On Thursday, the Swedish Academy announced that the 69-year-old Patrick Modiano had won the 2014 Nobel Prize in literature. The French author published his first novel, "La place de l’etoile," in 1968, though the book did not have an English edition. Called by the academy "a Marcel Proust of our time," Modiano has written extensively about Jewish identity in Europe after World War II and Germany's occupation of France.
The Swedish Academy announced that it had given the Nobel Prize to Modiano "for the art of memory with which he has evoked the most ungraspable human destinies and uncovered the life-world of the occupation." Announcing the award, Peter Englund, the Swedish Academy's permanent secretary, said the judges had not yet been able to reach Modiano to let him know, "but we hope to do so soon."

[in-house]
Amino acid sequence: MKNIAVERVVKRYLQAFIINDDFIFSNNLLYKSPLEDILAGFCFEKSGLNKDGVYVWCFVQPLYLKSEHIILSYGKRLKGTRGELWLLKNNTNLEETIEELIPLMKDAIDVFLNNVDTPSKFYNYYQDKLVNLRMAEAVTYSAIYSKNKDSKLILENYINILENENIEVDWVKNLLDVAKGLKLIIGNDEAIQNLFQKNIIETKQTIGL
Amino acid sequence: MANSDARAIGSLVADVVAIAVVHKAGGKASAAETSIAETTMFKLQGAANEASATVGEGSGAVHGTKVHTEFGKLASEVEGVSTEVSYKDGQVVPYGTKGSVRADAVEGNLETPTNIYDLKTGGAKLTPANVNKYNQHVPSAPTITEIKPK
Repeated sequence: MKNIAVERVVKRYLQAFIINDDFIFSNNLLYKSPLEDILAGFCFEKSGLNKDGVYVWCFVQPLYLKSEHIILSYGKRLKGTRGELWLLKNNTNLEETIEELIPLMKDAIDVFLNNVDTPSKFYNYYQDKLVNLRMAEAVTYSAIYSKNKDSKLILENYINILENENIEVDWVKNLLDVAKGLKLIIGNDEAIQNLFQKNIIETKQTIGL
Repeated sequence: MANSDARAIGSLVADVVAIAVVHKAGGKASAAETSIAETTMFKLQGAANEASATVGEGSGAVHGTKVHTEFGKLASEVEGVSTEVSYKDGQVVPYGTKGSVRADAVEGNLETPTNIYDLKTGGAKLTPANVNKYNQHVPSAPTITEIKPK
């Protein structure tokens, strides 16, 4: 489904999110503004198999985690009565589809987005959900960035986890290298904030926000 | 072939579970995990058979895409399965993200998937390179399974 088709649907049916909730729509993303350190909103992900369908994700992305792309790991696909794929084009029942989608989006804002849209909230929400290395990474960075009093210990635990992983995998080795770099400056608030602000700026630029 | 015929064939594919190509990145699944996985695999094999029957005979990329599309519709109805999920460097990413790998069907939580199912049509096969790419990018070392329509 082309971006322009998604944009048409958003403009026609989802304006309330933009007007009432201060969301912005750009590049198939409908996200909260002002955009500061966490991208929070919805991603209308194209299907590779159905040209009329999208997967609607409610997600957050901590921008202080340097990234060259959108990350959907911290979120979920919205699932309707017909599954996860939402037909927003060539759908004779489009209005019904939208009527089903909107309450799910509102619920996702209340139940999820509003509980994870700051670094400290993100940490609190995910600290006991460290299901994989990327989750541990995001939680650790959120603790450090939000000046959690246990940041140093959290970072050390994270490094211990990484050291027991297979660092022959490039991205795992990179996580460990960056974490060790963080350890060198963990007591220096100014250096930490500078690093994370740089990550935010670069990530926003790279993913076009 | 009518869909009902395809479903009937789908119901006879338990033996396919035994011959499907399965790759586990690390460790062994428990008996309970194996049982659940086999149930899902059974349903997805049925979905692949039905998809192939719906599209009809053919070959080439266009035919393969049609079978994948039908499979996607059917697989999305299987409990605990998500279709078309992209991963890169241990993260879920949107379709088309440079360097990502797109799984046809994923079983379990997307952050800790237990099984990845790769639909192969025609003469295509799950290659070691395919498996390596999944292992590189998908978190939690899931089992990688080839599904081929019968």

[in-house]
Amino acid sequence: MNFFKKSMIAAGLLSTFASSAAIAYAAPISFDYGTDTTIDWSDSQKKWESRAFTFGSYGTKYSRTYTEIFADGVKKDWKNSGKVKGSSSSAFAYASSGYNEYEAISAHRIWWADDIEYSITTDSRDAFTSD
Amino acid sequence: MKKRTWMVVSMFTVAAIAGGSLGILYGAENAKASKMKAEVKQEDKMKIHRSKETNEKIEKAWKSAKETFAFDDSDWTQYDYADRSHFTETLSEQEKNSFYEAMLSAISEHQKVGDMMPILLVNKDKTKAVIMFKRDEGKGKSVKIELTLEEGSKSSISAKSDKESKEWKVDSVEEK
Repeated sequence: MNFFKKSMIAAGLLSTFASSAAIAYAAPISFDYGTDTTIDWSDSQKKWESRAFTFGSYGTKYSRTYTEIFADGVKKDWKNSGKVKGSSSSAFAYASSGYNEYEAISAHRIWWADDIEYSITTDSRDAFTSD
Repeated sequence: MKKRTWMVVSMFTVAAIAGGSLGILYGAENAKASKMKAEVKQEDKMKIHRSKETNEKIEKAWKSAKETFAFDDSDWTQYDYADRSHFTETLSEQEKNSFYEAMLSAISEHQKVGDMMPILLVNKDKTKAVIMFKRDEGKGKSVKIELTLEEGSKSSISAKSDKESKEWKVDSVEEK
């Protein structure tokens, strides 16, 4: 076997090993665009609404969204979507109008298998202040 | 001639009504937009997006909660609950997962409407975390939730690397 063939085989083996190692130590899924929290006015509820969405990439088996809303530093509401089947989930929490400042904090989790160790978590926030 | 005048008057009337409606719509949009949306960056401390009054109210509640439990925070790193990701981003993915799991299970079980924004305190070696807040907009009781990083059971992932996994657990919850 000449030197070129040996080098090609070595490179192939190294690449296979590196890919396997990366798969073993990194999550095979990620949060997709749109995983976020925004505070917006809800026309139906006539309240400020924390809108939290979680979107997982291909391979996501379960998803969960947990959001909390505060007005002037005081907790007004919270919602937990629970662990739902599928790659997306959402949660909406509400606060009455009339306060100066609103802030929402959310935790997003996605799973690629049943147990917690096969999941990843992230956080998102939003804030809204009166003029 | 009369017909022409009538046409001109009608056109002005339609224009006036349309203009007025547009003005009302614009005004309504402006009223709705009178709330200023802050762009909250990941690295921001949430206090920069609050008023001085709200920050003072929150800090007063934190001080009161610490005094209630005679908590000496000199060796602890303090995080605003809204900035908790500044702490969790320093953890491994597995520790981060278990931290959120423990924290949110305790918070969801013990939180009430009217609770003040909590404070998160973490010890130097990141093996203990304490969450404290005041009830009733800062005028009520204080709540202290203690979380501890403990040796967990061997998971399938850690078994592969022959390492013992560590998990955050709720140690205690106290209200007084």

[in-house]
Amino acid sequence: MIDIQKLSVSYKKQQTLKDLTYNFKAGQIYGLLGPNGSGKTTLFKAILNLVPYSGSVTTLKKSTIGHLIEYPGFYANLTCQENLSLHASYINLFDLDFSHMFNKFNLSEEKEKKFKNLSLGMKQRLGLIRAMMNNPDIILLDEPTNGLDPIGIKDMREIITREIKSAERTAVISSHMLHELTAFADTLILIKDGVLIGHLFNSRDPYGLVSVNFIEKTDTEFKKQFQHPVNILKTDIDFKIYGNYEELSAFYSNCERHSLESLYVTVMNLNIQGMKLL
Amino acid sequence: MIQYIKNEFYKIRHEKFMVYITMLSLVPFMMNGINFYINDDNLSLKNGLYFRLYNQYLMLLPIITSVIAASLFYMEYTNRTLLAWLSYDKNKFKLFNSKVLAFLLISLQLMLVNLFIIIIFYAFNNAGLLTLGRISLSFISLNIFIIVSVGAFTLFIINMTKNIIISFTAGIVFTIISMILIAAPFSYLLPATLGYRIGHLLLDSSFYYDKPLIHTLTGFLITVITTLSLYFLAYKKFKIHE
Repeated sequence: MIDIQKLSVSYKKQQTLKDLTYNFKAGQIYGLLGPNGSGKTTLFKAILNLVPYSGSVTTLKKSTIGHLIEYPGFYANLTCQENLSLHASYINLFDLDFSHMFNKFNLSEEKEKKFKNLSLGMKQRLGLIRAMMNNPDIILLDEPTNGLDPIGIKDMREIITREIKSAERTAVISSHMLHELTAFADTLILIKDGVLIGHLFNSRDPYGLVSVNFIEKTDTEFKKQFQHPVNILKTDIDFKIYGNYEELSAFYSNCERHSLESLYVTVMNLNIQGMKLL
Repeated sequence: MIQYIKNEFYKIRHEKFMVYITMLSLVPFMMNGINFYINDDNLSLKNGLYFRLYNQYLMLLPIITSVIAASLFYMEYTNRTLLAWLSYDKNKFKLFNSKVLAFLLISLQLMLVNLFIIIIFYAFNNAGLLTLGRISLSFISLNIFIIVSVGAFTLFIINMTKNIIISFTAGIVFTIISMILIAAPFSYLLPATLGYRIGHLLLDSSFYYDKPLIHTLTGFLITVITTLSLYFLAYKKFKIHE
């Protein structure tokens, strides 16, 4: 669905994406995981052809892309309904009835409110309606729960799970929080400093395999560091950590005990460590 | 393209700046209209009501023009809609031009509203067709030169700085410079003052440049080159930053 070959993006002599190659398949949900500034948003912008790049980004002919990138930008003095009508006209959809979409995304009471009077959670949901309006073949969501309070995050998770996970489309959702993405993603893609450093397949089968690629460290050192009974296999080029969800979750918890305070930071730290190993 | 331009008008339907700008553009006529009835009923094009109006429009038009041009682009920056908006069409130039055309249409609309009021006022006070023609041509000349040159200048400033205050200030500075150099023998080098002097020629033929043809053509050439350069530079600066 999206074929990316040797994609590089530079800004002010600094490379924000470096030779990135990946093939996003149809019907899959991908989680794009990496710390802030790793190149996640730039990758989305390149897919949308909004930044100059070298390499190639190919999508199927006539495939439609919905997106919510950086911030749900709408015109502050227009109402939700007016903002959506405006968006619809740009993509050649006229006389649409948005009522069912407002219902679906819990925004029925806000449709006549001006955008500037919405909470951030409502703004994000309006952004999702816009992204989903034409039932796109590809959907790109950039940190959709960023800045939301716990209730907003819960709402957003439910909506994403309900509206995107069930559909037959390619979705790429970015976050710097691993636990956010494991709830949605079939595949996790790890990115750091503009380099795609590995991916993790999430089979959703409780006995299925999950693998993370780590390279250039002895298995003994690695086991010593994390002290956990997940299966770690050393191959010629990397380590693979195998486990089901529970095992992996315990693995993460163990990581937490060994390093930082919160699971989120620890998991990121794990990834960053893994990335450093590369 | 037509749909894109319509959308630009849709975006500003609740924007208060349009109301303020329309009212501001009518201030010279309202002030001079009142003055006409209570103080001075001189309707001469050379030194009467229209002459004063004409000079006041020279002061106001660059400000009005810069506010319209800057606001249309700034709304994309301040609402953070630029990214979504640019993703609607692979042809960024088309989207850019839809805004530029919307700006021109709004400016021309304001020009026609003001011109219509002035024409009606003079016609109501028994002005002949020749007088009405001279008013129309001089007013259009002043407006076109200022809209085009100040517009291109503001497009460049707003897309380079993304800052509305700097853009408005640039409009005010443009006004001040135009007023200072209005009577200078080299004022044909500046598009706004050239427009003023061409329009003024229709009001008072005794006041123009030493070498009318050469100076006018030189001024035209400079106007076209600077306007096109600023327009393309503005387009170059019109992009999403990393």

Modiano's books in English include "Missing Person," "Out of the Dark" and "The Search Warrant."
Long laureate legacy
Before his death in 1896, the Swedish industrialist - and inventor of dynamite - Alfred Nobel, endowed the prize that bears his name. This year, winners receive 8 million Swedish kronor (900,000 euros/1.1 million dollars), which they can collect at a ceremony on December 10, the anniversary of Nobel's death.
Every year, the academy makes a list in February with all the nominations it has received - 210 this time around - and then cuts that down to five names in May. The final deliberations take place behind closed doors, with the public only given a window unto the judges' thinking 50 years later.
mkg/kms (AFP, dpa)